Children are removed from their parents due to imminent and ongoing abuse and neglect, which is typically a primary source of trauma. However, the separation of children from their  parents is an additional trauma related experience. According to the Casey Foundation (2019)  report on kinship care, there are many benefits in placing children with relatives. In doing so, we  reduce the trauma of children being placed with strangers, reinforce, and strengthen the child  cultural identity, and maintain family and community connections, while recognizing that  relative placement offers stability, safety, predictability, and improved well-being. 

          Research states that kinship care reduced trauma after removal by providing familiarity,  continuity, and retention of familial ties (Epstein 2017; Ehrle & Geen 2002), as well as improved  mental health outcomes (Epstein 2017; Messing 2006; Winokur, et al. 2018). Comparatively, youth in foster care reportedly have lower self-esteem, less happiness, and less satisfaction with  life than the general population. Research have indicated that, without familial ties, 40% of foster  children will be homeless, incarcerated, or die within three years of aging out of the foster care  system.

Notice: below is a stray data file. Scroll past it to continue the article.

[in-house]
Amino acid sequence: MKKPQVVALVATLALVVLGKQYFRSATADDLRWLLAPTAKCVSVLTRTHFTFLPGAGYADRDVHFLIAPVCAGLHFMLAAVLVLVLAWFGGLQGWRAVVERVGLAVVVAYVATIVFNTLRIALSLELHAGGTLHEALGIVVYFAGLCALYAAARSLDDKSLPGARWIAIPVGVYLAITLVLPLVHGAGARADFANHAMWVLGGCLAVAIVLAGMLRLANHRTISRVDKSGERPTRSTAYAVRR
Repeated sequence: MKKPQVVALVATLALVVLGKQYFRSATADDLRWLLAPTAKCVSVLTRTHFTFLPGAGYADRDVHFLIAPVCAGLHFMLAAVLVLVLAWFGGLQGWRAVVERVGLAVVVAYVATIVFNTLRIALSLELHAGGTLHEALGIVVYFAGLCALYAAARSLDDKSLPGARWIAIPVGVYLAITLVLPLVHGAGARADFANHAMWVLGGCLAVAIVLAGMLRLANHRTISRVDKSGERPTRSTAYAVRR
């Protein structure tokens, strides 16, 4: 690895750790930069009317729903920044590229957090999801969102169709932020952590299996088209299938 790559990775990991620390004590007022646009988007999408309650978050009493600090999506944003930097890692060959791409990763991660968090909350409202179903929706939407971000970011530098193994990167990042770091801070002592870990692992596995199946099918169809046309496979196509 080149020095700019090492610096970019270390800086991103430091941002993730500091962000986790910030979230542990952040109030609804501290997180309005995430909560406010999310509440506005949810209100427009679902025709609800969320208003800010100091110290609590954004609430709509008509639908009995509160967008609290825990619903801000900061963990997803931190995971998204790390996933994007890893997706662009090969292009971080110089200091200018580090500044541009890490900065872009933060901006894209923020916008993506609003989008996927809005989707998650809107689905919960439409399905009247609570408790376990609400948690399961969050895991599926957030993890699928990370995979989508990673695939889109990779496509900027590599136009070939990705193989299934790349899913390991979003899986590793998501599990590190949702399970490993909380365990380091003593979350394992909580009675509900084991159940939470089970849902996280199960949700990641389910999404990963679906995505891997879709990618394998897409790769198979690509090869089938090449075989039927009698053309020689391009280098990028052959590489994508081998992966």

Placement stability is linked to several positive outcomes for children, including fewer  school transitions, decreased stress, and few behavioral, mental health, and academic  achievement problems associated with changing placement (Carnochan et al. 2013, p. 235). For  children in unrelated foster care, the number of changes of placement are high. Kinship family  placement allows children to remain connected to their culture, religion, and family traditions.  Also, they have continued contact with other family members, and greater familiarity with  caregiver surroundings. There is a higher likelihood of placement stability and permanency  outcomes (Carnochan et al. 2013, p. 23).